Heirloom Apple Compote

There’s no fruit better known than the apple, but like so many of our modern fruits and vegetables at the supermarket, we don’t get quite as wide a variety as was available in more agrarian times.  Modern agriculture has focused on large, hardy fruits that can be grown in fast, high-yield quantities and then shipped for lengthy shelf storage worldwide.  And while that method of farming has its advantages – oranges in the dead of winter come to mind – modern breeds tend to lack a lot of the character and unique flavor possessed by older breeds.  Recent years have seen a great upswing in niche farmers trying to save these older “heirloom” breeds, and the result has been the proliferation of fruits, vegetables, and even meats from species that our ancestors once found commonplace.  We like to try these different heirloom species whenever we can find (and afford) them, so we were very excited when our local Whole Foods put three different heirloom apple breeds on sale:  Ananas Reinette, which looks like miniature Golden Delicious apples and has a sweet taste reminiscent of pineapple; Blue Permain, a mild, sweet apple with dense flesh that is said to have been one of Thoreau’s favorite apples; and our favorites, Lamb Abbey, tart and crisp with just the right amount of juicy sweetness.  With such a variety of flavors and textures available, I figured that the best way to use all these apples to my advantage was to cook them down into a compote, and we were pretty happy with the results.

Heirloom Apple Compote

  • 1 3/4 cup water
  • 1/2 cup sugar
  • 1 vanilla bean, split lengthwise
  • 1 tablespoon brandy
  • 1/2 teaspoon ground cinnamon
  • 1/8 teaspoon ground nutmeg
  • 1/8 teaspoon ground cloves
  • 1/8 teaspoon ground ginger
  • 1/8 teaspoon allspice
  • 4 cups diced apples.  We used a mix of the heirlooms we bought above, but you can easily make this with a mixture of Golden Delicious and Granny Smith apples (keeping those sour Grannies to a minimum).

Combine the water, sugar, brandy, vanilla bean, and spices in a saucepan and bring to a boil.  Boil gently for 5-7 minutes until the sugar has dissolved and the mixture thickens a little.  Add the apples, stirring to coat, and bring the mixture back to a boil.  Turn the heat down and simmer the mixture for 20-25 minutes, until the apples start to break down and a thick syrup is formed.  Let the apples cool to room temperature – slow cooling will allow the pectin from the fruit to thicken nicely.  Serve with pork, over ice cream – or as we’ve done here, over some French toast.  Enjoy, and for more apple info, check out this excellent blog.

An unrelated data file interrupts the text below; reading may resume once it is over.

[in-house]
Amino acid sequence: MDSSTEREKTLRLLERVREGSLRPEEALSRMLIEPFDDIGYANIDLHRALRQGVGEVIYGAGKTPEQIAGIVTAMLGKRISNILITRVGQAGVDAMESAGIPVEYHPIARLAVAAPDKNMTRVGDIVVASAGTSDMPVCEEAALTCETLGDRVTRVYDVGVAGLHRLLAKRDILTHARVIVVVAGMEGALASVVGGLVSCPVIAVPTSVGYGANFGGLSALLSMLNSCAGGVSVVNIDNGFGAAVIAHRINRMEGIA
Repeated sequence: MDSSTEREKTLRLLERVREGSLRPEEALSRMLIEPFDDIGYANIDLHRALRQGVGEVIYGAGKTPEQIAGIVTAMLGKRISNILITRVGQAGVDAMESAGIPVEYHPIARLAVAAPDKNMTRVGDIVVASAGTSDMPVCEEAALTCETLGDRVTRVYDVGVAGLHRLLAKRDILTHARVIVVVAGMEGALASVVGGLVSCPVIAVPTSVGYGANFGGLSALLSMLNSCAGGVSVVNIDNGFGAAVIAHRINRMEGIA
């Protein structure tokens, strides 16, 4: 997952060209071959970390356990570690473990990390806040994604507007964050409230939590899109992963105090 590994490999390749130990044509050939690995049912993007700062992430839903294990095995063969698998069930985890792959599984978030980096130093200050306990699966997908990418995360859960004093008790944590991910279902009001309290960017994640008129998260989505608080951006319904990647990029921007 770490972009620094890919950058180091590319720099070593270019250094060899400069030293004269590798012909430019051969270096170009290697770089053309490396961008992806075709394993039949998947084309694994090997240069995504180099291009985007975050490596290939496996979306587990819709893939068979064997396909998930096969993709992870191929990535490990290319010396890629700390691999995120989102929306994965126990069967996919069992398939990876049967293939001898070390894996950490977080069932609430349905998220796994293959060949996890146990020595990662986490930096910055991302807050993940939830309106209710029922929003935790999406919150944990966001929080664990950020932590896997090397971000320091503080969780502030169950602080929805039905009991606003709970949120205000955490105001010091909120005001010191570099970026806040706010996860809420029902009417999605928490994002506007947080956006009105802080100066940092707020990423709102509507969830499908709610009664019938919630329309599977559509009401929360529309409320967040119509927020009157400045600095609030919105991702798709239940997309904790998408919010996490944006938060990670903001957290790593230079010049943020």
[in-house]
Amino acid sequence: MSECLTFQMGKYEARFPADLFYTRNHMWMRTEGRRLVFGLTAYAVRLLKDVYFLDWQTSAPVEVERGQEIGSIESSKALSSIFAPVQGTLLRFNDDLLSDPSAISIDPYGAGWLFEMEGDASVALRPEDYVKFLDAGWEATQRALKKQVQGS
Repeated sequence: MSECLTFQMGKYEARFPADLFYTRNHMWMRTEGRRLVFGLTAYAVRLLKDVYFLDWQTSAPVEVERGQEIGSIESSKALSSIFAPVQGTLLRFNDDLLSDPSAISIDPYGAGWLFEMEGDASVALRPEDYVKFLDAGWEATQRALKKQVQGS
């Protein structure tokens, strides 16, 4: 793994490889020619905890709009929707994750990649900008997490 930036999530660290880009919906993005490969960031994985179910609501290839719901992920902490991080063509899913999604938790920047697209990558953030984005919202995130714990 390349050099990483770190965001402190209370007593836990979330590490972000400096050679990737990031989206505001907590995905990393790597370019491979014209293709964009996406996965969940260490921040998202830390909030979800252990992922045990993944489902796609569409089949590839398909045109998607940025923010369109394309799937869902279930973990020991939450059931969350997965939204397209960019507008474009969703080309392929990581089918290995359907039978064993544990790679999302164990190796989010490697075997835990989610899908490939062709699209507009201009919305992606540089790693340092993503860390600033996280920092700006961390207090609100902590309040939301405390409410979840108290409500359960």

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5 thoughts on “Heirloom Apple Compote

  1. That seems like a surprisingly simple dish to make. I might have to try it as a way to use up all the apples thrown at us for Christmas this year. I do so tire of apple pie over and over…

    • It’s extremely easy, and if you have a lot of oranges left over from Christmas, too – throw a couple of large strips of orange peel in with the water and spices in the first step. Adds an interesting twist to the flavor.

  2. I enjoyed your intro giving us some background on produce species and why we don’t see as many these days. A friend of mine works the produce dept. at Whole Foods, and he was telling me about all the apples they’re getting in. Imma need to go try some of these you mentioned. I’m a big Thoreau fan, so whatever he ate, I’m down.

    • As of the other day, they were only $1.99 per pound (!!!) which is only a few cents more than the regular old apples at Kroger or Food Giant. The Lamb Abbey apples were the best, and if you like Fujis or Honeycrisps, go for those. The other two were a tad bit mealy for my taste but the flavors were great. Plus, those mealy apples add a nice bit of thickness to the compote, so it was worth it.

  3. Great post! Will definitely make this to go with the reibekuchen that I’m thinking of trying after eating them in Germany.

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